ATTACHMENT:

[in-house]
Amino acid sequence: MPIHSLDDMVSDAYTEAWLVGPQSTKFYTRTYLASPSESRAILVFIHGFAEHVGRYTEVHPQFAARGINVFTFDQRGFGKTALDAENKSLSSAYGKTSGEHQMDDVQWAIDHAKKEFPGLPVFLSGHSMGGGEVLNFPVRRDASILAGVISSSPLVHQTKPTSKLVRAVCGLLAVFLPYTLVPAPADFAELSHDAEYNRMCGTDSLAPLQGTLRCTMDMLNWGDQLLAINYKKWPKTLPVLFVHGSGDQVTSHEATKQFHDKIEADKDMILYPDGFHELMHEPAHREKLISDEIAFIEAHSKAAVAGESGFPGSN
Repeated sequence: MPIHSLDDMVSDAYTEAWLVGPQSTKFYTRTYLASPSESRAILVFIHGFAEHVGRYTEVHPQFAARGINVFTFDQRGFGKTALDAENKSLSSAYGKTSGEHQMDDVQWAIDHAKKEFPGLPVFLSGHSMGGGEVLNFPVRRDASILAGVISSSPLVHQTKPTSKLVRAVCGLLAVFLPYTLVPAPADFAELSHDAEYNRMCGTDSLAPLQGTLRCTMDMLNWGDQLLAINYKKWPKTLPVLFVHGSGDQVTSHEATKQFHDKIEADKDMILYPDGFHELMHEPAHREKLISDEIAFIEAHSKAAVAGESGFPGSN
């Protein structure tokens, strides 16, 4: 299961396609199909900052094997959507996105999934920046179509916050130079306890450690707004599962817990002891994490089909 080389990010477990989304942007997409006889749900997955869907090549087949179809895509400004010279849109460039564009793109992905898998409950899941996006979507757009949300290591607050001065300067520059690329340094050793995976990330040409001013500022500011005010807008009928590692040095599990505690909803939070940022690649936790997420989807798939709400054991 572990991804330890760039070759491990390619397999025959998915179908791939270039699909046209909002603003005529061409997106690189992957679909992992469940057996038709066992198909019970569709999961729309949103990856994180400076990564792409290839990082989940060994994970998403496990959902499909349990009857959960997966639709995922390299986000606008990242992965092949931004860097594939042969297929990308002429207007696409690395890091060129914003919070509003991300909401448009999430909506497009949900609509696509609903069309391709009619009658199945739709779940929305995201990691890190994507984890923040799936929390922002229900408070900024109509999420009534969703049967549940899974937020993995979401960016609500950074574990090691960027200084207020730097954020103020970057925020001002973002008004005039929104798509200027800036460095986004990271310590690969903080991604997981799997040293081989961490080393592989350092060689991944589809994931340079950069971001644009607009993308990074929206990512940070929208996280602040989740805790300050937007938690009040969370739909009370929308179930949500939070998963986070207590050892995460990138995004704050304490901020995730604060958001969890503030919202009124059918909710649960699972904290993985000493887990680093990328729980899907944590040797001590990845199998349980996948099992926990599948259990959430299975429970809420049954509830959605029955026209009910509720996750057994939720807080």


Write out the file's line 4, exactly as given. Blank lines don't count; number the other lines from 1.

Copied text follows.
């Protein structure tokens, strides 16, 4: 299961396609199909900052094997959507996105999934920046179509916050130079306890450690707004599962817990002891994490089909 080389990010477990989304942007997409006889749900997955869907090549087949179809895509400004010279849109460039564009793109992905898998409950899941996006979507757009949300290591607050001065300067520059690329340094050793995976990330040409001013500022500011005010807008009928590692040095599990505690909803939070940022690649936790997420989807798939709400054991 572990991804330890760039070759491990390619397999025959998915179908791939270039699909046209909002603003005529061409997106690189992957679909992992469940057996038709066992198909019970569709999961729309949103990856994180400076990564792409290839990082989940060994994970998403496990959902499909349990009857959960997966639709995922390299986000606008990242992965092949931004860097594939042969297929990308002429207007696409690395890091060129914003919070509003991300909401448009999430909506497009949900609509696509609903069309391709009619009658199945739709779940929305995201990691890190994507984890923040799936929390922002229900408070900024109509999420009534969703049967549940899974937020993995979401960016609500950074574990090691960027200084207020730097954020103020970057925020001002973002008004005039929104798509200027800036460095986004990271310590690969903080991604997981799997040293081989961490080393592989350092060689991944589809994931340079950069971001644009607009993308990074929206990512940070929208996280602040989740805790300050937007938690009040969370739909009370929308179930949500939070998963986070207590050892995460990138995004704050304490901020995730604060958001969890503030919202009124059918909710649960699972904290993985000493887990680093990328729980899907944590040797001590990845199998349980996948099992926990599948259990959430299975429970809420049954509830959605029955026209009910509720996750057994939720807080």